I guess the only question now is how long it'll be before another one falls.
© Holly A. Heyser 2011
Posted at 9:17 PM
Sunday, June 19, 2011
I haven't hunted in ages. I haven't even gone fishing. But Hank and I went foraging at an undisclosed location in the high Sierras yesterday, and while our haul wasn't epic, it was a perfectly beautiful way to spend a Saturday.
Here's what we saw, through my macro lens (click "Read more" below the slideshow for captions):
1. Morel in its habitat.
2. Morels back home in the studio - we collected ten, but came home with nine because my bag tore and I lost one.
3. False morel. Really, who would think that's a morel?
4. Bracken fern.
5. Another fern (some kind of fiddlehead, not sure exactly which kind).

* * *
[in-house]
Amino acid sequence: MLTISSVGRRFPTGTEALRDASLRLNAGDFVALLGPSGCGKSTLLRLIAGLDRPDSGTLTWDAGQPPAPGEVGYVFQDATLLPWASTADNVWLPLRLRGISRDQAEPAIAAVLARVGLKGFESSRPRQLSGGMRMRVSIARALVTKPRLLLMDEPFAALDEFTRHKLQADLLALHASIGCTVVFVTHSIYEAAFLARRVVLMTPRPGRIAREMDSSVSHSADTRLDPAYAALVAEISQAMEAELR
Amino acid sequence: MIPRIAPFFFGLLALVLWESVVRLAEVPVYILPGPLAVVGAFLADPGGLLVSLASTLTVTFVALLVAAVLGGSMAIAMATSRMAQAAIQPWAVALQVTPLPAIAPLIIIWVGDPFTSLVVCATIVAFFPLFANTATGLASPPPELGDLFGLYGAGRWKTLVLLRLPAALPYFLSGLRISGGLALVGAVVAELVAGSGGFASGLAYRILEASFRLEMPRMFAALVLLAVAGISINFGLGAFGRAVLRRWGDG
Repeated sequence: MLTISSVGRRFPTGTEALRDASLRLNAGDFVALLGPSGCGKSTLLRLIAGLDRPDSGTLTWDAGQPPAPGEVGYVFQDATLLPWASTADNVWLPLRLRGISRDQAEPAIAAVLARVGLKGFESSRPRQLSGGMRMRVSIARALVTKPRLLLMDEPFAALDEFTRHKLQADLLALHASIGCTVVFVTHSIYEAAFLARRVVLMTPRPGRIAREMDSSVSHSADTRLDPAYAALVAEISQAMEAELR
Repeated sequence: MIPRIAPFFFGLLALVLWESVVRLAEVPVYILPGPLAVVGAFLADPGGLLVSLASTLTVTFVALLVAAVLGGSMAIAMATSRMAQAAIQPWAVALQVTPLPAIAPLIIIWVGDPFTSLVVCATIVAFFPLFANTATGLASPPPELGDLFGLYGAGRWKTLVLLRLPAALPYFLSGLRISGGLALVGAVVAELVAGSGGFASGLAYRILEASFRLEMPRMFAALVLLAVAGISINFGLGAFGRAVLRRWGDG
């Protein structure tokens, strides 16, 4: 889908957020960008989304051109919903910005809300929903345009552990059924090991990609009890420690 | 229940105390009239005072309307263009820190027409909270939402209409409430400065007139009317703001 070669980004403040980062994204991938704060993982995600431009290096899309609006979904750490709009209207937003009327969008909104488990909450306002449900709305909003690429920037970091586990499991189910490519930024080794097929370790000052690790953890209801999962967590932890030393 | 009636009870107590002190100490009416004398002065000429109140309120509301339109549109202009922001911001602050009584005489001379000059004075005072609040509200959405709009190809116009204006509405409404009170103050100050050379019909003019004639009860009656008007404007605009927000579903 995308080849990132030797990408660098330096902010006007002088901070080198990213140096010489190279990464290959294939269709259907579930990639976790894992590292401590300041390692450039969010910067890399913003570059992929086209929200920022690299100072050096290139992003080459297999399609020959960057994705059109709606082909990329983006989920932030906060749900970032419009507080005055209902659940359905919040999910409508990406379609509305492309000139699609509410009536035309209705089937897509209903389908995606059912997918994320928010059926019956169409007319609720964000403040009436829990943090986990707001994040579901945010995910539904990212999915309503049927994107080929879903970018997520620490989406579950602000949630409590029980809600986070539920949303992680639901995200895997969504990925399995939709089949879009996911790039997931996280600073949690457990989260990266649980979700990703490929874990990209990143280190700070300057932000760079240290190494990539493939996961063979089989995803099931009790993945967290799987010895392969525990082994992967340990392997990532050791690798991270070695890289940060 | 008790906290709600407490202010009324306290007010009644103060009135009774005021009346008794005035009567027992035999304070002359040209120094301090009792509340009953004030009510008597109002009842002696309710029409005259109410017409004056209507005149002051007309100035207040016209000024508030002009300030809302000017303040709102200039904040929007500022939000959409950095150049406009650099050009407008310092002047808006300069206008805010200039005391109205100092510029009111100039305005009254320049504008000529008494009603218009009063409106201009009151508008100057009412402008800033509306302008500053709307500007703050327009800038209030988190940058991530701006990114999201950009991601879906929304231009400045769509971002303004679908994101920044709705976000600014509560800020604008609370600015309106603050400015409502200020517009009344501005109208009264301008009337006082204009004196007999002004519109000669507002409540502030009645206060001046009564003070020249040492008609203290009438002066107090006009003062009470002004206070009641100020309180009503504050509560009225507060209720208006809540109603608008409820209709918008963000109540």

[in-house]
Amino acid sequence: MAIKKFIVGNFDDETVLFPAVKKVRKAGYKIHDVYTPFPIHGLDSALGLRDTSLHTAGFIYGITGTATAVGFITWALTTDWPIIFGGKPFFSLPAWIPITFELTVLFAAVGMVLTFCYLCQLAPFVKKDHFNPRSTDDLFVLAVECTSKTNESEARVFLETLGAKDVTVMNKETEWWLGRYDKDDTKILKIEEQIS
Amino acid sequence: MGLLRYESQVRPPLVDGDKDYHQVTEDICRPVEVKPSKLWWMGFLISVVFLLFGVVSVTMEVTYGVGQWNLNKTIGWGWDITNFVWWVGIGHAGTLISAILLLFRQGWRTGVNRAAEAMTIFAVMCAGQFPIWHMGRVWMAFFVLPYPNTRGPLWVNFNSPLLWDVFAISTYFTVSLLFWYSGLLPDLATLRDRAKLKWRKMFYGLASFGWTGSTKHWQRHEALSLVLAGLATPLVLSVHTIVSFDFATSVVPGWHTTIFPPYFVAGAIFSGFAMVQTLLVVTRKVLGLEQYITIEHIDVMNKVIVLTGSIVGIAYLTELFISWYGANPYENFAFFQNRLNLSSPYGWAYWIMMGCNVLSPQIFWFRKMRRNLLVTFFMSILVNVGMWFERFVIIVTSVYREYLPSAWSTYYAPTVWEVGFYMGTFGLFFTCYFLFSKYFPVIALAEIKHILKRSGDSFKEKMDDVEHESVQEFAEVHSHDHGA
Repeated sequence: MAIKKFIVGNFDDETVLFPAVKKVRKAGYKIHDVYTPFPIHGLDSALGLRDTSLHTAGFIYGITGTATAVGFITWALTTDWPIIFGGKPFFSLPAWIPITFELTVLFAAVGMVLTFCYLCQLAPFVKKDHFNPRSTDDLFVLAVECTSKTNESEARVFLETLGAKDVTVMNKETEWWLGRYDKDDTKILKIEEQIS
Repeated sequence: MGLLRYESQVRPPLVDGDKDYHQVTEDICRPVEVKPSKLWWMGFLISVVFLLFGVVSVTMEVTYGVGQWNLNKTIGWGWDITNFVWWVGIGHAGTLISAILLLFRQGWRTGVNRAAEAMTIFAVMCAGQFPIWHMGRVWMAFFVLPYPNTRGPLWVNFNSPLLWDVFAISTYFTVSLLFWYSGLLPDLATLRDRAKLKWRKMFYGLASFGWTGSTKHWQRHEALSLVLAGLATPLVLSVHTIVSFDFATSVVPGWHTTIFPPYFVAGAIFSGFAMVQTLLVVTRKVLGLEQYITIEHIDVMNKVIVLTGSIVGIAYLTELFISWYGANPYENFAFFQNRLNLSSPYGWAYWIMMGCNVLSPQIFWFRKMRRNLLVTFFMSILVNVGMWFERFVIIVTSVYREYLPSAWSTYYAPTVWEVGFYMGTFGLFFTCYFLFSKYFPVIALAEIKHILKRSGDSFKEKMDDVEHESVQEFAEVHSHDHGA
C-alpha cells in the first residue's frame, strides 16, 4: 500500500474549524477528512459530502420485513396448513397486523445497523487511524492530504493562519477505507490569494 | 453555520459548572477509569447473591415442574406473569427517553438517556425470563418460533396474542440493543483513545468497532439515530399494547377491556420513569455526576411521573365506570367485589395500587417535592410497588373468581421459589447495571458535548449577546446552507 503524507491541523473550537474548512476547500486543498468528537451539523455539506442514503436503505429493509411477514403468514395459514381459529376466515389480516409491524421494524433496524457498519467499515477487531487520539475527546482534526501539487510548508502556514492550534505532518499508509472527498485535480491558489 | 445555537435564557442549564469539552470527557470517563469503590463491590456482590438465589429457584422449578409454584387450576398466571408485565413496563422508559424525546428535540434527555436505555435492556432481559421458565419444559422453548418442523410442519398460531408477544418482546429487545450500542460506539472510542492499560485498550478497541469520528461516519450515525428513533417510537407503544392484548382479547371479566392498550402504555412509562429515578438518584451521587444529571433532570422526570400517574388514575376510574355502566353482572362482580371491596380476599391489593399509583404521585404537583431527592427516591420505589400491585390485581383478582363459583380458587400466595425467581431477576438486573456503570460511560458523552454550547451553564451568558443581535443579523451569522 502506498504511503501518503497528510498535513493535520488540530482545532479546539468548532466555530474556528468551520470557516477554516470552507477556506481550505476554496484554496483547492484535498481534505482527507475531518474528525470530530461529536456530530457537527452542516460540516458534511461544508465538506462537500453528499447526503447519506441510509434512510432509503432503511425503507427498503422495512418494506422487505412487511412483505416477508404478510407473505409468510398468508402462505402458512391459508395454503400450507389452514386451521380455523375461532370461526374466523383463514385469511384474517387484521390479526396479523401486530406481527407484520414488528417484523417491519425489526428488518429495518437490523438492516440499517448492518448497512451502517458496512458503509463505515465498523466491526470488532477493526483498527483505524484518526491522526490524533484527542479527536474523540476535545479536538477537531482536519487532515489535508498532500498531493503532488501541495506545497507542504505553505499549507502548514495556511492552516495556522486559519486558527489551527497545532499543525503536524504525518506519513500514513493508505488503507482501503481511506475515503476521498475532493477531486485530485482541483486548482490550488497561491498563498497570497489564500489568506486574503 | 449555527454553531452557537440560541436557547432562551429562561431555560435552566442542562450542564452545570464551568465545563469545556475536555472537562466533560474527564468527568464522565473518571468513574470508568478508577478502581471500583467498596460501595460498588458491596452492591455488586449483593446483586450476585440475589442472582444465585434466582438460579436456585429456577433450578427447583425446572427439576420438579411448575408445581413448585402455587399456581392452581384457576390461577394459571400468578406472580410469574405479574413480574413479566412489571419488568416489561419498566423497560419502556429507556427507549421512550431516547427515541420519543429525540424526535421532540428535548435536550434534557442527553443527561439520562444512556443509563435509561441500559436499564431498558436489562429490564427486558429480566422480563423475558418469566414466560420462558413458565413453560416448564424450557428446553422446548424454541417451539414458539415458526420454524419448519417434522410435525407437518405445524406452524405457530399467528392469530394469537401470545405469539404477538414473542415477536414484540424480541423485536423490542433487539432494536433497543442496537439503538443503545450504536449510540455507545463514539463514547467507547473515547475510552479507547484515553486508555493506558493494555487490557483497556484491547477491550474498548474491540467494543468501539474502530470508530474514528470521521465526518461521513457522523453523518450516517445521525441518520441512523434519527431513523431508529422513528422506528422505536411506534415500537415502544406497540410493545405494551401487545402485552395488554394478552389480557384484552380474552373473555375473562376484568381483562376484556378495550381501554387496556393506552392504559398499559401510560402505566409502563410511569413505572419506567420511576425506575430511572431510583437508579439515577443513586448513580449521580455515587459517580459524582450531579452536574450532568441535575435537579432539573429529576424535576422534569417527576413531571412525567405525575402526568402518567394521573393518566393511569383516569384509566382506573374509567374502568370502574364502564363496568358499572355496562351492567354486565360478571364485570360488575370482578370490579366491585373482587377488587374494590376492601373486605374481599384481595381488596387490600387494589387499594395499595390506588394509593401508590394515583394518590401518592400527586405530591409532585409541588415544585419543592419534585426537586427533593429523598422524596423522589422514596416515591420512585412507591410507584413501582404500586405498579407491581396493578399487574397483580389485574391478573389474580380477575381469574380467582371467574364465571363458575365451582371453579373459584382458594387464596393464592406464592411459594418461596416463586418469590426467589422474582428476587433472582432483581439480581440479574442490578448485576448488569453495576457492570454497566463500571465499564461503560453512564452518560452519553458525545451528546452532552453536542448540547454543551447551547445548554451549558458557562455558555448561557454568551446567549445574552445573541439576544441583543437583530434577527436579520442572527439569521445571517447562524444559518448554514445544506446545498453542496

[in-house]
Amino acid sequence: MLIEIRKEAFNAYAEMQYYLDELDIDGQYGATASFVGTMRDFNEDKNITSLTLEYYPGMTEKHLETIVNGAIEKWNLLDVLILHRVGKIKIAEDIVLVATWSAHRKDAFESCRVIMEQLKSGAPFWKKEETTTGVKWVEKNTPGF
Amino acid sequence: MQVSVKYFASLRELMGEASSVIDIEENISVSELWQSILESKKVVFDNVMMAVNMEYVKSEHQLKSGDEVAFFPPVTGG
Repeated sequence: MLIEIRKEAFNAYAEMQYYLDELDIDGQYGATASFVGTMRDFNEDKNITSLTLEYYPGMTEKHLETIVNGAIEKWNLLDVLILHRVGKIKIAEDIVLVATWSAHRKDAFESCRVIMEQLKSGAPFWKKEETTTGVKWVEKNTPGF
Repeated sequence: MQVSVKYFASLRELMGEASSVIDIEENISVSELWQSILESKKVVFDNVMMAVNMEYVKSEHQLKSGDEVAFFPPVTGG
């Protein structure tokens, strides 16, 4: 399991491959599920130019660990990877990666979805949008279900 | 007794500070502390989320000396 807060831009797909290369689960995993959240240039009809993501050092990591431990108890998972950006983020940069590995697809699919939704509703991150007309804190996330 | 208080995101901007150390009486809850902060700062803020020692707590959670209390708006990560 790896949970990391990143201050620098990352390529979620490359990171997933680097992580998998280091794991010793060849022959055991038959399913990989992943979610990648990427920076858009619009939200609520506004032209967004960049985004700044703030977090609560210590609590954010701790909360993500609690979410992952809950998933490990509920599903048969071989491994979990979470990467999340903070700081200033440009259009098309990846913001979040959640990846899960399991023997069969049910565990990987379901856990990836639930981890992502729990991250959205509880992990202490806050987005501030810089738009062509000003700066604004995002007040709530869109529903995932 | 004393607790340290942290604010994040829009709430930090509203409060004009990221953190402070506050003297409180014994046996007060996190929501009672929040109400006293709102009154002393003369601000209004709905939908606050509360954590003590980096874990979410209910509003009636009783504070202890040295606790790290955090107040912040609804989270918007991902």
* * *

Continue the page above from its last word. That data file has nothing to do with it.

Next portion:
6. Watercress in its habitat (a cool mountain stream).
7. Currant flowers. That bush is going to be loaded later this summer!
8. Bumble bee on unidentified flower.
9. Red ant - moving way too fast for me to catch him in that lighting.
10. Black ant - mercifully not as frantic as the red ant.
11. Baby mountain jay, out of the nest too early. The second I dropped to my knees to peer at him, his parents set up in a nearby tree and squawked at me relentlessly. Hope he makes it, but I doubt he survived the night.
12. These are from a heap of feathers I found while looking for morels. I have NO IDEA what bird they're from. Ideas anyone? (Update: A hurrah goes out to Rebecca O'Connor and Rene Simon for pulling this bird out of a hat: red-shafted flicker!)
© Holly A. Heyser 2011
Thursday, June 16, 2011
Sometimes I totally forget my roots. I mean, I talk about how no one in my family hunted after I was born, but I forget that my dad - who hunted as a kid - was a total insane-O gun nut.